Geology of the Millers Cove area, Roanoke, Craig and Montgomery counties, Virginia
Bauerlein, Henry Jack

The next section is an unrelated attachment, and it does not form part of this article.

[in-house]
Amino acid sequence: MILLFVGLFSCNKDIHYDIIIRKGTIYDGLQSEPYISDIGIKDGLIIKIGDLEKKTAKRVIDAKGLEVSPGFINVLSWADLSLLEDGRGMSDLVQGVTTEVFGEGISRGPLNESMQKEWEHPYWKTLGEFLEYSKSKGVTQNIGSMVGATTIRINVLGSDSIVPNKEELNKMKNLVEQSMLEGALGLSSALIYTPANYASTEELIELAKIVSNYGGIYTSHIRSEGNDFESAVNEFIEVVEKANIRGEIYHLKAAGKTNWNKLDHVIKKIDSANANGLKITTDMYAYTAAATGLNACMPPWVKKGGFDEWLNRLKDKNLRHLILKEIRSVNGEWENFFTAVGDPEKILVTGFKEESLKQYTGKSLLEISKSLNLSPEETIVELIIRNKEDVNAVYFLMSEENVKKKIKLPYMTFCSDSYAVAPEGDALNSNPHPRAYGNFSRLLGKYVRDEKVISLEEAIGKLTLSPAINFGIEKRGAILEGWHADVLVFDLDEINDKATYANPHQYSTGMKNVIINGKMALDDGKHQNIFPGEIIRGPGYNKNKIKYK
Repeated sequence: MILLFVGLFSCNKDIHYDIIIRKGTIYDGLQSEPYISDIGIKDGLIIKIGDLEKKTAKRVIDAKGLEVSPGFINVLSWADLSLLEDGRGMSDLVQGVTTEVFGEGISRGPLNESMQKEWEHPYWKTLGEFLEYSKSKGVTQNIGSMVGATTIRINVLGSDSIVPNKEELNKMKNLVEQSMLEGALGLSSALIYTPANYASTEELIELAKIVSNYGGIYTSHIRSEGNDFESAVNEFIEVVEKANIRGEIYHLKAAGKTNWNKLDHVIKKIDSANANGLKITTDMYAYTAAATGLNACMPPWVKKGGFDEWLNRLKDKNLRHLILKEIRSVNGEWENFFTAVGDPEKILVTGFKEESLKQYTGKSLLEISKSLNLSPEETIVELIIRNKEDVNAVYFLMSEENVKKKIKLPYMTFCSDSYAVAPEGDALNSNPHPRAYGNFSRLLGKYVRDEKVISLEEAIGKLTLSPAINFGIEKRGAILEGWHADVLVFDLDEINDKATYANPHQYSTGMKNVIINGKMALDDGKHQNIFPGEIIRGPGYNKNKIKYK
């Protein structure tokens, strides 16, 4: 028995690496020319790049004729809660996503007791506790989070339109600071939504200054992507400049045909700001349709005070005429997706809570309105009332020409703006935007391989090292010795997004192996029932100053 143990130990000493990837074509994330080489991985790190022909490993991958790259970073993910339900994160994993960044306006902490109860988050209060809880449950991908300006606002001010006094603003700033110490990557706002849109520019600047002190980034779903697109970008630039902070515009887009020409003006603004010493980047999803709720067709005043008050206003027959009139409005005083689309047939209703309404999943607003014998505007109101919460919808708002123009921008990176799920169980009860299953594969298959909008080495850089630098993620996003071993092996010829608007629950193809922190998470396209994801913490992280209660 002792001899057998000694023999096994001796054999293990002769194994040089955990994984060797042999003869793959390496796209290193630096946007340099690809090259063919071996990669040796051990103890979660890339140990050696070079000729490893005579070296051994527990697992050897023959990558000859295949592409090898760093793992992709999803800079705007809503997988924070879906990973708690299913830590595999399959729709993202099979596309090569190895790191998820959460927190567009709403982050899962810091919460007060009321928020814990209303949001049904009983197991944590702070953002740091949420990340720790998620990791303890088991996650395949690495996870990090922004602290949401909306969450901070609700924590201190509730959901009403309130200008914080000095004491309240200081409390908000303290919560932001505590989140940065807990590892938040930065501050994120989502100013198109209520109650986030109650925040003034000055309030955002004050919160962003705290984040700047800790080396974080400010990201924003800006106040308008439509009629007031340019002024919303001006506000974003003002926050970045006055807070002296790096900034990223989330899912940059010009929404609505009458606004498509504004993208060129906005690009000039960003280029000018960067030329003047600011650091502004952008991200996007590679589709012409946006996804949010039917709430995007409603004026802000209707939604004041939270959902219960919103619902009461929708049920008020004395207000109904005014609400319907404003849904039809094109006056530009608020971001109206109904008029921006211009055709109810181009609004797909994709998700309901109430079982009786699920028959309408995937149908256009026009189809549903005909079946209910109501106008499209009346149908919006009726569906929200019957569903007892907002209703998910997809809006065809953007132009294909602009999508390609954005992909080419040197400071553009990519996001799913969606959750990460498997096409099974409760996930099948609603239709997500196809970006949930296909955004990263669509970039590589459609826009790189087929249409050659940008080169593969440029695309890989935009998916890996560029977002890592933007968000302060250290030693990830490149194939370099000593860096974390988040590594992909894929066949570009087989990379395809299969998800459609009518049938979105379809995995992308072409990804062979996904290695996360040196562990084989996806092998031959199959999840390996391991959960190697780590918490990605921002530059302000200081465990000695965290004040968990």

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The Millers Cove area is underlain by rock ranging in age from Middle Cambrian Elbrook Dolomite to Early Mississippian Price Sandstone. Carbonate deposition was dominant into the Ordovician with elastic sedimentation dominant throuhout the rest of the Paleozoic. Cove Mountain is formed by the overturned northeast plunging Cove Mountain anticline and Dragons Tooth syncline. To the southwest the anticline passes beneath the Pulaski fault. The extension of the anticline to the northeast is unknown but it may be continuous with the Broad Run anticline. The Dragons Tooth syncline is continuous to the northeast with the North Mountain syncline but to the southwest passes beneath the Pulaski fault. The southwest plunging Brush Mountain-Little Mountain syncline may be continuous with the northeast plunging Broad Run Mountain syncline. The Miller fault has 10,000 feet of stratigraphic displacement where it passes under the Pulaski fault but it loses displacement and apparently terminates to the northeast. Thus, the Miller fault block is paraautochthonous. The Pulaski fault which separates the Miller fault block from the Catawba syncline is an overthrust of 10 mile horizontal displacement and 10,000 foot stratigraphic displacement. The first of two different deforming forces produced folds whose axes trend N. 35° E. The second was associated with thrust faulting and caused refolding along trends of N. 60° E. Accompanying faulting was the rotation of the southwestern end of the Miller fault block, the depression of the Brush Mountain-Little Mountain syncline beneath the weight of the Pulaski and Miller fault blocks, and the bowing of the Catawba syncline and Sinking Creek anticline under the buttressing action of Cove Mountain.
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